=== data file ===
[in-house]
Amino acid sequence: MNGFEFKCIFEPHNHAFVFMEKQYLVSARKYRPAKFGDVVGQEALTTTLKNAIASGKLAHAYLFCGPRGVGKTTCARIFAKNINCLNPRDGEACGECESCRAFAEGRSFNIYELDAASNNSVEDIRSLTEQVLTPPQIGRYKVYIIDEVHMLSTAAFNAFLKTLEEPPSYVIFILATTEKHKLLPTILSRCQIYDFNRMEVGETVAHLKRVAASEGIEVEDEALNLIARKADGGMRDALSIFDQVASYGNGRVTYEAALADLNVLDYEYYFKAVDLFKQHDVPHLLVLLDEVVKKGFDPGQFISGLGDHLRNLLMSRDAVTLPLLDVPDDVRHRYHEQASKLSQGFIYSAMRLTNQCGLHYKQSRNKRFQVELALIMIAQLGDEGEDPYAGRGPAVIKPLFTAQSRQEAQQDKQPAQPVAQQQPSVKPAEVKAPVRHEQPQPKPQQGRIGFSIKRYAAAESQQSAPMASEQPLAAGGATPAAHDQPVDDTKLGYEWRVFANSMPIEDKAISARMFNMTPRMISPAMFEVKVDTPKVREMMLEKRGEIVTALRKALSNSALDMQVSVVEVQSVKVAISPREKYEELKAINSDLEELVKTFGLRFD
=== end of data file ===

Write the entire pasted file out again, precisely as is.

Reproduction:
[in-house]
Amino acid sequence: MNGFEFKCIFEPHNHAFVFMEKQYLVSARKYRPAKFGDVVGQEALTTTLKNAIASGKLAHAYLFCGPRGVGKTTCARIFAKNINCLNPRDGEACGECESCRAFAEGRSFNIYELDAASNNSVEDIRSLTEQVLTPPQIGRYKVYIIDEVHMLSTAAFNAFLKTLEEPPSYVIFILATTEKHKLLPTILSRCQIYDFNRMEVGETVAHLKRVAASEGIEVEDEALNLIARKADGGMRDALSIFDQVASYGNGRVTYEAALADLNVLDYEYYFKAVDLFKQHDVPHLLVLLDEVVKKGFDPGQFISGLGDHLRNLLMSRDAVTLPLLDVPDDVRHRYHEQASKLSQGFIYSAMRLTNQCGLHYKQSRNKRFQVELALIMIAQLGDEGEDPYAGRGPAVIKPLFTAQSRQEAQQDKQPAQPVAQQQPSVKPAEVKAPVRHEQPQPKPQQGRIGFSIKRYAAAESQQSAPMASEQPLAAGGATPAAHDQPVDDTKLGYEWRVFANSMPIEDKAISARMFNMTPRMISPAMFEVKVDTPKVREMMLEKRGEIVTALRKALSNSALDMQVSVVEVQSVKVAISPREKYEELKAINSDLEELVKTFGLRFD